Fertility Solutions by Zoetis combines Zoetis’ outstanding ruminant technical support with a product range consisting of the market leading progesterone device CIDR®, the GnRH Acegon®, and prostaglandins Prellim® and Lutalyse®.
It’s time to take back greater control of your herd’s fertility
The decline in fertility in UK dairy herds has been evident for some years with fewer cows seen in heat, becoming pregnant and maintaining a healthy pregnancy.
Investing in your herd’s fertility has multiple benefits:
Increased pregnancy rate.
More free time to concentrate on other tasks.
To secure the future of your farm, improving your margin is going to remain a top priority.
Taking control of the cow’s oestrus cycle provides many advantages:
Oestrus detection is targeted or eliminated.
Handling of animals in batches allows easier AI, pregnancy testing and observation around calving.
Access to sires (including sexed semen) with maternal traits suitable for producing homebred dairy heifer replacements of improved genetic merit.
Increased milk production by increasing the number of productive days in early lactation.
factors to consider for optimum fertility
1. Maintaining herd health
• Parasite control should be planned ahead of time to ensure burdens of stomach worm, lungworm or fluke are not present.
• Control of infectious diseases such as BVDv, IBR and Leptospira Hardjo is critical to ensure good AI results.
2. Suitable handling facilities
• Handling facilities are essential as cattle will need to be gathered on several occasions during the programme and for AI. Ideally the crush should be covered, as synchronising a large batch of heifers/cows in heavy rain/snow is not ideal!
3. Managing energy balance in transition cows
• Body Condition Scoring (BCS) is an important tool for dairy farmers to help them optimise health, welfare and fertility, while minimising calving difficulties and production costs.
• Target BCS for dairy cattle at drying off is 2.75-3; at calving 3.0-3.25 and at breeding 2.75 minimum. Cows with lower BCS at breeding have reduced fertility. BCS loss between calving and breeding must be maintained to less than 0.5 units¹.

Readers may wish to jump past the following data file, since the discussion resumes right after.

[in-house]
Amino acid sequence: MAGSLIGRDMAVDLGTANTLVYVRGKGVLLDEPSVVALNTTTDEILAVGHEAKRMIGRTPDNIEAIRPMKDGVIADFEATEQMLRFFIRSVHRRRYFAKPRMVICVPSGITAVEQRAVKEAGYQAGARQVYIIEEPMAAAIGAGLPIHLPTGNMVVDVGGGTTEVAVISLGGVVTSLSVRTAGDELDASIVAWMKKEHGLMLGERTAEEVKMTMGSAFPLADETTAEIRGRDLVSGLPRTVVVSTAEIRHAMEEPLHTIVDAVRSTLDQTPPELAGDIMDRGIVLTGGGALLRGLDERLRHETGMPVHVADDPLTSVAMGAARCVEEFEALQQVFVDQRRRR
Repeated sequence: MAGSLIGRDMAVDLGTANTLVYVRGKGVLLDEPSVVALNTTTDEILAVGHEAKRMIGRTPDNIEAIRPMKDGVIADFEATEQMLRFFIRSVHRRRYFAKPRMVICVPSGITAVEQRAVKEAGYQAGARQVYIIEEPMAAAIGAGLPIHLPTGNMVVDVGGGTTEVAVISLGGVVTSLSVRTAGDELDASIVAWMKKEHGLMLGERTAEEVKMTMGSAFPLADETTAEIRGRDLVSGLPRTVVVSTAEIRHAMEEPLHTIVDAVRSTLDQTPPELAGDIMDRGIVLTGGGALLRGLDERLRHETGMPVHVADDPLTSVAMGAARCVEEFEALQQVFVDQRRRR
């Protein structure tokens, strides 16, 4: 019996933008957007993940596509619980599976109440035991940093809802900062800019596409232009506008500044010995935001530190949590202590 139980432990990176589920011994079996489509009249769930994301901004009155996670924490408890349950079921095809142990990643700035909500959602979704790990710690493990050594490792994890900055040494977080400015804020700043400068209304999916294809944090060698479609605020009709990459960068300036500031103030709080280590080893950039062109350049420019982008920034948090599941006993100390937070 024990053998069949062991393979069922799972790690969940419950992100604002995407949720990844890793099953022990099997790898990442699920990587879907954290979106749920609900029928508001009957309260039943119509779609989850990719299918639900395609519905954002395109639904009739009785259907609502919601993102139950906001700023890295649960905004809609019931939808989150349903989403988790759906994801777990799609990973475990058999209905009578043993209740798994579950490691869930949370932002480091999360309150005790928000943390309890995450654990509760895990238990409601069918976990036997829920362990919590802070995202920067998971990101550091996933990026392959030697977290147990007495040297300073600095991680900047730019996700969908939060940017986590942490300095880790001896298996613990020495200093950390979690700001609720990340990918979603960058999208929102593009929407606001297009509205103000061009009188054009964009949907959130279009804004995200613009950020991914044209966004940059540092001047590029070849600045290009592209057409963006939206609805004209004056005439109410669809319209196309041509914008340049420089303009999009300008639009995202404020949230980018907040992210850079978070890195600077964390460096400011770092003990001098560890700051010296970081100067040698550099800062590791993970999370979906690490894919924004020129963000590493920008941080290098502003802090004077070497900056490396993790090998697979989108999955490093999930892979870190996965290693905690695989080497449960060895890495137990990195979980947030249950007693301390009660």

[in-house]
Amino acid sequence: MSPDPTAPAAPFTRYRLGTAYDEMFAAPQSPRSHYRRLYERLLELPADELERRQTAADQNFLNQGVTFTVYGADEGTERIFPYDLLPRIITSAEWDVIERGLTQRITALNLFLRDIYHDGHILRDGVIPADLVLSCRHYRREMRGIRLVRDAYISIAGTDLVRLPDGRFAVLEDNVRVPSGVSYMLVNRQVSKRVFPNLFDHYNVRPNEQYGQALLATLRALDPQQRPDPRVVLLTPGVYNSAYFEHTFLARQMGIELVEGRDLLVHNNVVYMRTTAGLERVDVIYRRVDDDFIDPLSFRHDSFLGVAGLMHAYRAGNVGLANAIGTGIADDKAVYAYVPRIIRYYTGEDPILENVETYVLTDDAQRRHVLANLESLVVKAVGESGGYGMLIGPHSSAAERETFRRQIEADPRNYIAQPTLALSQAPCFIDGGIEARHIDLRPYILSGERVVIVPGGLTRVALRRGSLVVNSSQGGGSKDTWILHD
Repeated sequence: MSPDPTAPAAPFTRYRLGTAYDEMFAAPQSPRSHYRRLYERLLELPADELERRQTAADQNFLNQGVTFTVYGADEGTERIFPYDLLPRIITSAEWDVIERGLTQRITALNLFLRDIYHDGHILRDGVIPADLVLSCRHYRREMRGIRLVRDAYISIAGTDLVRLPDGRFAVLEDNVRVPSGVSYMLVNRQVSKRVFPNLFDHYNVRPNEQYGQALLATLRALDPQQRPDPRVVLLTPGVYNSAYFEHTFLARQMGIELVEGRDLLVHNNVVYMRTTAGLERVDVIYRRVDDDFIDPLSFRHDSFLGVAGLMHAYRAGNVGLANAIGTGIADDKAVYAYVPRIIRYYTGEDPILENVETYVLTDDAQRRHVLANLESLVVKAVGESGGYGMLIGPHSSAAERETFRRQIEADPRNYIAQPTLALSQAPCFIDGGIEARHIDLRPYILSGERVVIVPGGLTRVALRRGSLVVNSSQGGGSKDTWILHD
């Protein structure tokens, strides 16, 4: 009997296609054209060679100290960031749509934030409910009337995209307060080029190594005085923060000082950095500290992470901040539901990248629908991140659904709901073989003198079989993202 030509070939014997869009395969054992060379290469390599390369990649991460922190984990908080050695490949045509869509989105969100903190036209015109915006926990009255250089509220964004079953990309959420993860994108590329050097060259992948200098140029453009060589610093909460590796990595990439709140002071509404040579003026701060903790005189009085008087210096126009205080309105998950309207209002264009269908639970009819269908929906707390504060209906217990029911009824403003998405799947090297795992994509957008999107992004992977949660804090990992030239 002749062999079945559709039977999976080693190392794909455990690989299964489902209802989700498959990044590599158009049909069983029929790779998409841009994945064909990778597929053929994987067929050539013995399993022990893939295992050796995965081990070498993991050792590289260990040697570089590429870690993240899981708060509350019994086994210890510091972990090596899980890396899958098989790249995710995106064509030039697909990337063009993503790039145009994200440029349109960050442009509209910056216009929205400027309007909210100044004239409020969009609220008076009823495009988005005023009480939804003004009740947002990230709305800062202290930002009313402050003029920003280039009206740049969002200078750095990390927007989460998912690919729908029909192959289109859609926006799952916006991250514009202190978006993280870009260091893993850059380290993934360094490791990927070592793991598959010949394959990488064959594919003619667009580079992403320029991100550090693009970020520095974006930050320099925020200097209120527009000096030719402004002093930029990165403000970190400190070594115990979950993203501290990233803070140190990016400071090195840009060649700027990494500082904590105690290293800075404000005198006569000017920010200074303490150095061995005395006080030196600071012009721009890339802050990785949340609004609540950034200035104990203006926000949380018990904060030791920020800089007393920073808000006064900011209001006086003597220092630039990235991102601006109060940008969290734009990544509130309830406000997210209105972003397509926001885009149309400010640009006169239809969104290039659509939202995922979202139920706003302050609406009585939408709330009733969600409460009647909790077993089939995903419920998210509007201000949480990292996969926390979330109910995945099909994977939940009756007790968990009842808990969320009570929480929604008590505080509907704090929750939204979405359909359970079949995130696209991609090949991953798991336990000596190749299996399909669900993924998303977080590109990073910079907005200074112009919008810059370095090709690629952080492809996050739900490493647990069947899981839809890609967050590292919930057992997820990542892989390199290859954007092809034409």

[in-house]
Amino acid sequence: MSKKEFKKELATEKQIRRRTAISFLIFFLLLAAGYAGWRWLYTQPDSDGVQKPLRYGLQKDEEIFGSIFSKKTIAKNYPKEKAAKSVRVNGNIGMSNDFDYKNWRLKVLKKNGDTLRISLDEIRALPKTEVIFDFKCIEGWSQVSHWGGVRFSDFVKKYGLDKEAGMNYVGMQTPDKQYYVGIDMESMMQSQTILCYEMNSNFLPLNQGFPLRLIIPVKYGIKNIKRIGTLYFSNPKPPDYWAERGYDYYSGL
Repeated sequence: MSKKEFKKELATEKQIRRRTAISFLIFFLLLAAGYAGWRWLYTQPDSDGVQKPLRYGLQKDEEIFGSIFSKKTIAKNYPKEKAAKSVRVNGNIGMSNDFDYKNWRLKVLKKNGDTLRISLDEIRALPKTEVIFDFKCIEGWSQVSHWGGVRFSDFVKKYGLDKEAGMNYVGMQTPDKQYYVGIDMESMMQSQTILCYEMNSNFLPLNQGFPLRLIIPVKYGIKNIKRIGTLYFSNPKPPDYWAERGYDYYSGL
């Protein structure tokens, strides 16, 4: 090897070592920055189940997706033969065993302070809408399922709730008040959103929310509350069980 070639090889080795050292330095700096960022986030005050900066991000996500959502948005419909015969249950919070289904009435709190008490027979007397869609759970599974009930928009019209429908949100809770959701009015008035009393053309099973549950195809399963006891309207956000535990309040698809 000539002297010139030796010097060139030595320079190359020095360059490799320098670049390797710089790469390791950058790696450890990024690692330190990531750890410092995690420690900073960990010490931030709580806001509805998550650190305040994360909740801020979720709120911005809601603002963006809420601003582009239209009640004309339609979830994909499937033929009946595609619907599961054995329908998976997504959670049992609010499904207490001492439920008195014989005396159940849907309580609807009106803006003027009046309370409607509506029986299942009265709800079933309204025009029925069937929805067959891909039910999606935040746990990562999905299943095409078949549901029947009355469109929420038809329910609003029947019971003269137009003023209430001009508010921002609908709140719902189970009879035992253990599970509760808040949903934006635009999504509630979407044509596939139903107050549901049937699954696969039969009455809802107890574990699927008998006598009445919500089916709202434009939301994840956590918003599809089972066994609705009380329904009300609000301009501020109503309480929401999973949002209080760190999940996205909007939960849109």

4. Trace elements
• Trace element supplementation such as copper, selenium and iodine, if required should be administered in advance of breeding.
5. Managing replacement heifers
• Sexual maturity in heifers is related to weight rather than age. In order to achieve first calving at 24 months, management practices should ensure that heifers are of adequate size (55-60% of mature weight) and breeding starts at 13.5 months. Heifers will need to grow at an average liveweight gain of 0.85kg/day from birth to hit target weights for mating².
main trends in dairy fertility that have the highest impact on overall performance:
Fewer cows are seen in heat when they should be (45-60 DIM).
Solution: maximise submission rates.
Fewer cows are detected pregnant after service.
Solution: improve pregnancy rates.
As the challenges associated with decreased fertility become apparent, there is increasing need for prompt and effective action to overcome the problems. The fertility product portfolio from Zoetis offers a combination of products to provide control of the cows’ oestrus cycle, treatment regimes for ovarian and uterine disease and flexible breeding protocols for both cycling and non-cycling cows and heifers.
1. Finbar J. Mulligan (2012) A herd health approach to dairy cow nutrition and production diseases of the transition cows and early lactation dairy cow. Keynote Lecture, XXVII World Buiatrics Congress, Lisbon